Only a few universal axioms that describe what one must face in one’s daily journey through existence. Death, taxes, service charges, yes we’ve all heard of those certainties. But there’s another truth that many of us rarely consider, a universal axiom that is as true today as it was when it was first spoken so long ago.

And it all began with Harvey.

Harvey was a six-foot invisible white rabbit that loved concerts. Of course, being invisible had its advantages, for Harvey could sneak into the best shows without leaving a trace of his existence. He stood front row for Bruce Springsteen & The E Street Band, climbed up on stage for Dave Matthews Band and Blues Traveler, even got close enough to Cher to nuzzle her with his cute, invisible furry nose and tickle her with his long transparent ears. Yes, whenever you were at a show by John Berry, Paul Oakenfold or Big Head Todd & The Monsters, if you didn’t see a six-foot invisible white rabbit, you knew Harvey was there.

But of all the bands and all the artists that this particular six-foot invisible white rabbit saw, like White Flag and Speedball Baby, the one group Harvey loved most of all was Tool. That’s because, of all the bands in the entire world, Tool was the only band that could see Harvey.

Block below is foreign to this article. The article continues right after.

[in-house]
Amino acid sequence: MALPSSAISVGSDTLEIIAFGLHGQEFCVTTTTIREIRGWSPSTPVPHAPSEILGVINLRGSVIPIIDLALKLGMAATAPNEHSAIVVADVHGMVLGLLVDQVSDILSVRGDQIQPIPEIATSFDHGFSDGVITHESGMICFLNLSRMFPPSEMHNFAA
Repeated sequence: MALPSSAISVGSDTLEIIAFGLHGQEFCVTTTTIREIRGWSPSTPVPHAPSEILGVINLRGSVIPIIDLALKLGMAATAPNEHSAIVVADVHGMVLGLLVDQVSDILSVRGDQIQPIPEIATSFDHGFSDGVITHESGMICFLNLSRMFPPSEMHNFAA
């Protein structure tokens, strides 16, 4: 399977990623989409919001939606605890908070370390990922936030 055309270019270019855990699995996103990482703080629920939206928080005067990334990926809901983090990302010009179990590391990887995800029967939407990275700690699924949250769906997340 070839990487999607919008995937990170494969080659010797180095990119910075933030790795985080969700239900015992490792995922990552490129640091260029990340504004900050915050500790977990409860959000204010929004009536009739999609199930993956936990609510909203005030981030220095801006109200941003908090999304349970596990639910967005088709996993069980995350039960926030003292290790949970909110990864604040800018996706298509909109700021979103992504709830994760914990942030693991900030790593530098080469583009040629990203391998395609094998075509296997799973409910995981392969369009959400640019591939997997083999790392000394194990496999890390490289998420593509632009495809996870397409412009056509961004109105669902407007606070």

Oh, the times they had! Harvey first met Tool when the band was just starting off, playing club after club throughout the USA. As everyone knows, six-foot invisible white rabbits are the ultimate in luck charms, and Harvey brought the best of luck to the band. Together, they rose out of the club circuit, and joined other big names like Paul McCartney and Bon Jovi to become the major arena act that America knows and loves today. And it was all because of Harvey.

But their association was not meant to be. For it was last summer during a holiday on Long Island, when Harvey and Tool found themselves waiting outside a trendy nightspot for the bouncer to let them in. Suddenly, Harvey’s invisible ears picked up a discerning noise – the ferocious sound of a Manhattan publicist shifting the gears of her SUV into reverse. Immediately Harvey sensed that danger was imminent.

Any other six-foot invisible white rabbit, thinking of his own safety first, would have stepped out of the path of that dangerous SUV barreling down on the hapless crowd. But not Harvey. Without even a single thought of his own wellbeing, he stepped in front of the band that he loved so much, and took on the full force of the stylish gaz-guzzling vehicle’s back bumper. Yes, it was a classic case of hare today, gone tomorrow.

Now Tool is on tour, and as the band plays night after night of magnificent shows for their fans, the individual musicians look out over the footlights in hopes of spotting their six-foot invisible white rabbit friend. But, alas, Harvey is gone, and the band must now rely on its own wealth, friends and groupies for solace and inner comfort.

There are few axioms in life. Birth, taxes, service charges for shows like Guns N’ Roses and Tom Petty & The Heartbreakers, and ultimately, that final goodbye. But if anything, the band learned something special that night on Long Island. They learned about sacrifice and caring. They learned about love and loyalty. They learned about the friendship and trust that a certain six-foot invisible white rabbit can inspire.

But most importantly of all, they learned that a band named Tool and its bunny are soon parted.